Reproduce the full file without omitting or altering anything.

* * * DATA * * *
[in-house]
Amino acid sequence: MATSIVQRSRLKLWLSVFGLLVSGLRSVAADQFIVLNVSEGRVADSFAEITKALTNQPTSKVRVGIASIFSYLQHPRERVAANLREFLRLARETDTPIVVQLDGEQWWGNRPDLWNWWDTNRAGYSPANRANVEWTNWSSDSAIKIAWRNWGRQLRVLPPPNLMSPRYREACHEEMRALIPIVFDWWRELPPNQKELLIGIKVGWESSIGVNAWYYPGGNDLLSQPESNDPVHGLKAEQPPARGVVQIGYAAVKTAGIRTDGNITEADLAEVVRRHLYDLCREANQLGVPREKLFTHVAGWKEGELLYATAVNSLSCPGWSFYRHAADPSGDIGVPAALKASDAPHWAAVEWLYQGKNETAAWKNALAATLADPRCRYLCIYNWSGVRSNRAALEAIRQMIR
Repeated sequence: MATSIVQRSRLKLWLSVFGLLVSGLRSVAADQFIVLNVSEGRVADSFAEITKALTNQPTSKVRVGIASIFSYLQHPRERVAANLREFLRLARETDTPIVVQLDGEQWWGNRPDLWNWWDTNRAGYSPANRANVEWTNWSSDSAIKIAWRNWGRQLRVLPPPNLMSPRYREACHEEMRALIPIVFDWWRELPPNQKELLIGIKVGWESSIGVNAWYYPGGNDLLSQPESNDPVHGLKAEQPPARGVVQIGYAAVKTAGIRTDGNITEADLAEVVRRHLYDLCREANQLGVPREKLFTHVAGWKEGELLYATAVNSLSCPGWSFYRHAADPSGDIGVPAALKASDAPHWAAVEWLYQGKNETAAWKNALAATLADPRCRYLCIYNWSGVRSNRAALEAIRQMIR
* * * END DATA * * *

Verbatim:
[in-house]
Amino acid sequence: MATSIVQRSRLKLWLSVFGLLVSGLRSVAADQFIVLNVSEGRVADSFAEITKALTNQPTSKVRVGIASIFSYLQHPRERVAANLREFLRLARETDTPIVVQLDGEQWWGNRPDLWNWWDTNRAGYSPANRANVEWTNWSSDSAIKIAWRNWGRQLRVLPPPNLMSPRYREACHEEMRALIPIVFDWWRELPPNQKELLIGIKVGWESSIGVNAWYYPGGNDLLSQPESNDPVHGLKAEQPPARGVVQIGYAAVKTAGIRTDGNITEADLAEVVRRHLYDLCREANQLGVPREKLFTHVAGWKEGELLYATAVNSLSCPGWSFYRHAADPSGDIGVPAALKASDAPHWAAVEWLYQGKNETAAWKNALAATLADPRCRYLCIYNWSGVRSNRAALEAIRQMIR
Repeated sequence: MATSIVQRSRLKLWLSVFGLLVSGLRSVAADQFIVLNVSEGRVADSFAEITKALTNQPTSKVRVGIASIFSYLQHPRERVAANLREFLRLARETDTPIVVQLDGEQWWGNRPDLWNWWDTNRAGYSPANRANVEWTNWSSDSAIKIAWRNWGRQLRVLPPPNLMSPRYREACHEEMRALIPIVFDWWRELPPNQKELLIGIKVGWESSIGVNAWYYPGGNDLLSQPESNDPVHGLKAEQPPARGVVQIGYAAVKTAGIRTDGNITEADLAEVVRRHLYDLCREANQLGVPREKLFTHVAGWKEGELLYATAVNSLSCPGWSFYRHAADPSGDIGVPAALKASDAPHWAAVEWLYQGKNETAAWKNALAATLADPRCRYLCIYNWSGVRSNRAALEAIRQMIR